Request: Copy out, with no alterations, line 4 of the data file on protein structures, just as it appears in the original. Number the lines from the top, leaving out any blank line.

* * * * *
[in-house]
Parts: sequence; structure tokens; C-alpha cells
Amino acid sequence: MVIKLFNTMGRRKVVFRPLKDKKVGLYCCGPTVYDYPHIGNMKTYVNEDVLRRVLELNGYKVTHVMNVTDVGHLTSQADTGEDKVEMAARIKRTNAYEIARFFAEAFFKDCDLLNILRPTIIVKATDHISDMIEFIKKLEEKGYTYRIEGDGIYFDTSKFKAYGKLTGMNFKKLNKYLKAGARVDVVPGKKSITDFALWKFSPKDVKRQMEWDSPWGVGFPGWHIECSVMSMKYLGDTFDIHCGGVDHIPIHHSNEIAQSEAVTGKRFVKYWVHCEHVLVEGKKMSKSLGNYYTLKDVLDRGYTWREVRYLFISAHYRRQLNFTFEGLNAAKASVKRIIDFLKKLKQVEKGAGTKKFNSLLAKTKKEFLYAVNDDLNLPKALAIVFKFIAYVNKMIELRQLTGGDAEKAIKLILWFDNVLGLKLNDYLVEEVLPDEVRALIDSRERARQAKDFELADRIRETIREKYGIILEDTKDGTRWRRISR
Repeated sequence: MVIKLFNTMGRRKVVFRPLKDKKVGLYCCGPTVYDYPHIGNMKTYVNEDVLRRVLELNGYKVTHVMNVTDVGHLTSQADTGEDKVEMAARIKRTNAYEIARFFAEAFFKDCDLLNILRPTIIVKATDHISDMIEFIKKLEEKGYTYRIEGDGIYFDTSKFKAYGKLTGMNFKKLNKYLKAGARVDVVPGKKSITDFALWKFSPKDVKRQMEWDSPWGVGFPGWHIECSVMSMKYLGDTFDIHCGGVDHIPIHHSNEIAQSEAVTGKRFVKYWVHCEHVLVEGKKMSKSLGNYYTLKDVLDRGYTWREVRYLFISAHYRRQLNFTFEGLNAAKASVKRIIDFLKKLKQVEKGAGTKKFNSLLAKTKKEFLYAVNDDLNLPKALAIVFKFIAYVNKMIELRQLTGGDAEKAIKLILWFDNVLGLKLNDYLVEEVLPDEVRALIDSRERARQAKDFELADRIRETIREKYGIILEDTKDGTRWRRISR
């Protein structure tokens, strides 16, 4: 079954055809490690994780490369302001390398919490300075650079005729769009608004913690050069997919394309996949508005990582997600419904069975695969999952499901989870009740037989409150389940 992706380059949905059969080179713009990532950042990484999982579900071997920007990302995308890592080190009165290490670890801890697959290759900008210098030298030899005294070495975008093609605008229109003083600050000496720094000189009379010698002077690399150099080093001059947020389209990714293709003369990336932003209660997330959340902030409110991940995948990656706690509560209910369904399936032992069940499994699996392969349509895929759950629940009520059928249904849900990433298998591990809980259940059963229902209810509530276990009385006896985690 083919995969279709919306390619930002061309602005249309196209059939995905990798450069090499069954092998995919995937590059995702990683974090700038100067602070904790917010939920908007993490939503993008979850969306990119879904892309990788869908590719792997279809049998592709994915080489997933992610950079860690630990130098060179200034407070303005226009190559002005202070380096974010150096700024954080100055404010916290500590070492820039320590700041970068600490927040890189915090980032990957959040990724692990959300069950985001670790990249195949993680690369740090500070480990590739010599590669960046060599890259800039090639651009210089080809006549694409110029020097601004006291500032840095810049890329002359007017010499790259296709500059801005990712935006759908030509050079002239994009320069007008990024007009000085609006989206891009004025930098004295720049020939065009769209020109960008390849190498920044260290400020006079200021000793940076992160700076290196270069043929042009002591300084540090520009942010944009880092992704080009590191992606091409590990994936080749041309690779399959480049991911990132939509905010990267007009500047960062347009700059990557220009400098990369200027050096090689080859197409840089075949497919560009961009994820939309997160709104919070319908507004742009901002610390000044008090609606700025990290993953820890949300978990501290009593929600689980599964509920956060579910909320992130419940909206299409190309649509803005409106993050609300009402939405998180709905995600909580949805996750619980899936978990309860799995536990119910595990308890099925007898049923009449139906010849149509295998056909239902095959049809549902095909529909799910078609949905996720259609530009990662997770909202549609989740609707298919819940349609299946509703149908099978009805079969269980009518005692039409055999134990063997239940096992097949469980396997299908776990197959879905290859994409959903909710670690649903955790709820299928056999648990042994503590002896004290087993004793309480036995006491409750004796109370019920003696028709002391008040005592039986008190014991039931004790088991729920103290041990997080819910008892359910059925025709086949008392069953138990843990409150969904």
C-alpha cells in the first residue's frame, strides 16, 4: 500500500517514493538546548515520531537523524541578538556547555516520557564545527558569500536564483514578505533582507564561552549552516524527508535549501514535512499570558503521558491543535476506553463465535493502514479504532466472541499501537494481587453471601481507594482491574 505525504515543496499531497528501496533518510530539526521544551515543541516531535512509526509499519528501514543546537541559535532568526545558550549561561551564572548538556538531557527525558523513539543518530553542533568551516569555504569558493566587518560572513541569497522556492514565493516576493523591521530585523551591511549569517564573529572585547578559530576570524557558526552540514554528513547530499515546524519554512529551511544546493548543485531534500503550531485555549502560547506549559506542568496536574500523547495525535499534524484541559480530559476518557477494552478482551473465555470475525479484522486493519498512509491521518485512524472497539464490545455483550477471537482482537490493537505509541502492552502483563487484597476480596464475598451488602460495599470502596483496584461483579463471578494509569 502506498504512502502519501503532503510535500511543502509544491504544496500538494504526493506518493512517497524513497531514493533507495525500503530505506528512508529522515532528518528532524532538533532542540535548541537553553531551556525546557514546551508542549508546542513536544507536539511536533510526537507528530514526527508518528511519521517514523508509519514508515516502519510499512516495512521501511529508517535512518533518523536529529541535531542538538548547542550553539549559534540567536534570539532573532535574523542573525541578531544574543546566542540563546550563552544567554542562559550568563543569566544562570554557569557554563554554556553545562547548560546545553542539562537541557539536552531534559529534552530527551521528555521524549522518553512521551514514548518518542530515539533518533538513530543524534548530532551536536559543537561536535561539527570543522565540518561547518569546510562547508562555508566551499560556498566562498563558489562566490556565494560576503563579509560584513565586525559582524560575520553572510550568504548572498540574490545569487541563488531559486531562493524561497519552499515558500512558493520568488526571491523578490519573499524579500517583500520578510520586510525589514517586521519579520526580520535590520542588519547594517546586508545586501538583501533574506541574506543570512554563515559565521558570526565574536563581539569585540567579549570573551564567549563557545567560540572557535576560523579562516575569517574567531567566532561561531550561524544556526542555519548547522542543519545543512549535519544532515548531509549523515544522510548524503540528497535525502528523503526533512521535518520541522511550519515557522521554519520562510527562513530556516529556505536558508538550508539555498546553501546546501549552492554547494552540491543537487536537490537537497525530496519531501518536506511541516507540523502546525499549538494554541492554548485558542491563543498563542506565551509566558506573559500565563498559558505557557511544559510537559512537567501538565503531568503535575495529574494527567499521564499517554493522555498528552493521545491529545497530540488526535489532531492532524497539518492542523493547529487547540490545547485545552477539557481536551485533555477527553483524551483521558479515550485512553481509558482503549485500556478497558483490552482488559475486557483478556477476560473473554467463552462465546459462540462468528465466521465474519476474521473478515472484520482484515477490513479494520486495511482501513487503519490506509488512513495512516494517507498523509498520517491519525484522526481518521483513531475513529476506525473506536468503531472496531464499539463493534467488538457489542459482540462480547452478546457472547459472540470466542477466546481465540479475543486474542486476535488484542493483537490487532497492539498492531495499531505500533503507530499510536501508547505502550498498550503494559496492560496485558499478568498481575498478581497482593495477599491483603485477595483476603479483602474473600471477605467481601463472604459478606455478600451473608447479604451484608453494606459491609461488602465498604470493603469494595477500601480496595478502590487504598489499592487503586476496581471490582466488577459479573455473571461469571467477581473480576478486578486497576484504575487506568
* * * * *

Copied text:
Repeated sequence: MVIKLFNTMGRRKVVFRPLKDKKVGLYCCGPTVYDYPHIGNMKTYVNEDVLRRVLELNGYKVTHVMNVTDVGHLTSQADTGEDKVEMAARIKRTNAYEIARFFAEAFFKDCDLLNILRPTIIVKATDHISDMIEFIKKLEEKGYTYRIEGDGIYFDTSKFKAYGKLTGMNFKKLNKYLKAGARVDVVPGKKSITDFALWKFSPKDVKRQMEWDSPWGVGFPGWHIECSVMSMKYLGDTFDIHCGGVDHIPIHHSNEIAQSEAVTGKRFVKYWVHCEHVLVEGKKMSKSLGNYYTLKDVLDRGYTWREVRYLFISAHYRRQLNFTFEGLNAAKASVKRIIDFLKKLKQVEKGAGTKKFNSLLAKTKKEFLYAVNDDLNLPKALAIVFKFIAYVNKMIELRQLTGGDAEKAIKLILWFDNVLGLKLNDYLVEEVLPDEVRALIDSRERARQAKDFELADRIRETIREKYGIILEDTKDGTRWRRISR